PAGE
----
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Giving thanks in grim times

Rev. Jack Van Ens
Vail CO, Colo

The Pilgrims didn’t have much for which to be thankful after surviving a harrowing cross-Atlantic voyage and landing on Massachusetts’s frozen shores. Yet, gratitude gripped their spirits. They weren’t thankful for the fierce ship ride across the Atlantic Ocean. Still, they exemplified what the Apostle Paul taught: “Always and in everything give thanks…” (Ephesians 5:20).

The Pilgrims prayed:

Thanks be to God

for the strength which He has given us

and the blessing He has provided

in bringing us to this hour

which is laden with possibilities for the future.

What fortified Pilgrims to press on? What toughened backbones and sustained spirits when thankless days almost suffocated them? What put wind in their emotional sails?

Elie Wiesel, when accepting the Nobel Peace Prize in 1986, caught the gritty resolve of Pilgrims. He stated, “No one is capable of gratitude as one who has emerged from the kingdom of night.” Wiesel, who survived the Holocaust, didn’t understand how anyone could be grateful for this genocide. But he was thankful that he could talk about it and fight against its return. With the Pilgrims, Wiesel experienced how, even in the worst of misery, a sliver of memory is still redeemable.

In July 1620, a Pilgrim band of religious separatists left Leiden, sailing from Holland to Southampton on England’s southern coast. Their craft was the cramped, over-rigged wreck of a ship, the Speedwell. It neither speedily skimmed across the waters, nor did the ship sit well in the seas. It bounced atop churning waves, like a dingy at the mercy of angry sea gods.

After gathering supplies, the Pilgrims headed to Plymouth, a rendezvous point where the stubby 60-ton Speedwell joined in port the 180-ton Mayflower. The Mayflower, prior to setting sail for the New World, had been used as wine transport vessel. Pilgrims preferred it to the Speedwell because of its cargo capacity. Moreover, the Mayflower stayed buoyant when violent seas swelled.

Shortly after embarking, the Speedwell sprang serious leaks. Both ships limped back to Dartmouth for repairs.

Those gritty Pilgrims started again towards the end of August. But fate forced them back a second time. The Speedwell, after sailing only three hundred miles, sunk deeper into the sea because of more leaks. Returning to Plymouth, 20 of the 120 would-be colonists gave up the ship and the ill-fated journey to a land about which they knew little. They settled at Leiden or migrated to London.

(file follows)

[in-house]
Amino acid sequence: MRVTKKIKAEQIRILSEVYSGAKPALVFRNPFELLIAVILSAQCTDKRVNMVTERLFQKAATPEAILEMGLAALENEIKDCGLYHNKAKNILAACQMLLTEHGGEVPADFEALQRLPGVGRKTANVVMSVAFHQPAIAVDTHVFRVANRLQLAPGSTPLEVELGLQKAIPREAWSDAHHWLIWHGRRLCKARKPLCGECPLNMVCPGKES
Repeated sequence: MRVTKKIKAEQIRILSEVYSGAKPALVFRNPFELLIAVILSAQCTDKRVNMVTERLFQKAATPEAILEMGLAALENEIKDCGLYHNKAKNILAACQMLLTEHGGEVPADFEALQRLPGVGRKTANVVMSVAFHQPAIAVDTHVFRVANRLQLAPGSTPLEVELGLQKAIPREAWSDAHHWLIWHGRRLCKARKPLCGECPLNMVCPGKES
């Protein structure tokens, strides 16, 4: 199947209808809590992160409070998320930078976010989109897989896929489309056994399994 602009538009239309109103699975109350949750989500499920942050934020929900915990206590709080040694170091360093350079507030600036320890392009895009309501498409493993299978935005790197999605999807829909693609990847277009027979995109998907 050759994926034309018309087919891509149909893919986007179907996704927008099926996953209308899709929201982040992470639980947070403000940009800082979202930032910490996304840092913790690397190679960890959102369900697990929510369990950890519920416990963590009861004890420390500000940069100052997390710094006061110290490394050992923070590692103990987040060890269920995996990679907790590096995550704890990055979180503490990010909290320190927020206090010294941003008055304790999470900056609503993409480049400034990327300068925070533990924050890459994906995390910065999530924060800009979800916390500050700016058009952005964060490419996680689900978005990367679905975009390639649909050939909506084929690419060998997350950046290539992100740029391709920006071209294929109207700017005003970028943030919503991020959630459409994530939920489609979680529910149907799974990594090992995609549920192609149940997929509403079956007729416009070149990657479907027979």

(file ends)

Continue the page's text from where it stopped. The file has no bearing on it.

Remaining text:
Though the future looked grim, the remaining 102 Pilgrims boarded the Mayflower. From September 6 to mid-November they eked out an existence on board. Massive storms lashed the Mayflower’s rigging. One man swept overboard was barely rescued. Another Pilgrim succumbed to “a grievous disease, of which he died in a desperate manner,” wrote Pilgrim leader William Bradford.

Finally, on November 9, 1620, these voyagers saw what we know as Cape Cod. Hugging the coast for a few days, the Mayflower dropped anchor where today tourists visit Provincetown Harbor in Massachusetts.

Once on firm ground, would troubles end for the Pilgrims? Governor William Bradford in the Records of Plymouth County bluntly described their miserable circumstances. “Being now passed the vast ocean, and a sea of troubles before them in expectations, they had now no friends to welcome them, no inns to entertain or refresh them, no houses, or much less towns, to repair unto to seek for succour; and for the season it was winter, and they that know the winters of the country know them to be sharp and violent, subject to cruel and fierce storms, dangerous to travel to known places, much more to search unknown coasts.”

Were the Pilgrims kidding themselves in desperate times when they prayed, thanking God for arduous hours “laden with possibilities for the future?”

How does a gritty gratitude pierce the darkness?

When knotty questions pester the mind, I try to unravel them before dawn while on a morning jog. A touch of magnificence sprung before me on a miserable running path.

Rehearsing the Pilgrims grim ventures on sea and land, I jogged along a frosty footpath. My fingers turned brittle. Bare legs exposed beneath jogging shorts blanched like overripe turnips the nippy air stings. The path lay shrouded in inky shadows. Fingers of light barely illumined the morning sky.

The day started out miserably”pilgrimish”with its darkness and deathly chill. Then I saw light cascade across prairie grass, burnished golden by the fall’s frost. A coyote ahead crossed the path I ran, only to slink back into the brush. Saffron leaves crunched and snapped underfoot.

In this grim wilderness a quiet beauty shimmered. Like Pilgrims of old, I thanked God for a day ladened with possibilities, magnificence hidden in misery. Doc:pilgrimgrit

The Reverend Dr. Jack R. Van Ens is a Presbyterian minister who heads the non-profit, tax exempt CREATIVE GROWTH Ministries, enhancing Christian worship through lively storytelling and dramatic presentations aimed to make God’s history come alive. Van Ens’s book, “How Jefferson Made the Best of Bad Messes,” is available in local bookstores for $7.95.


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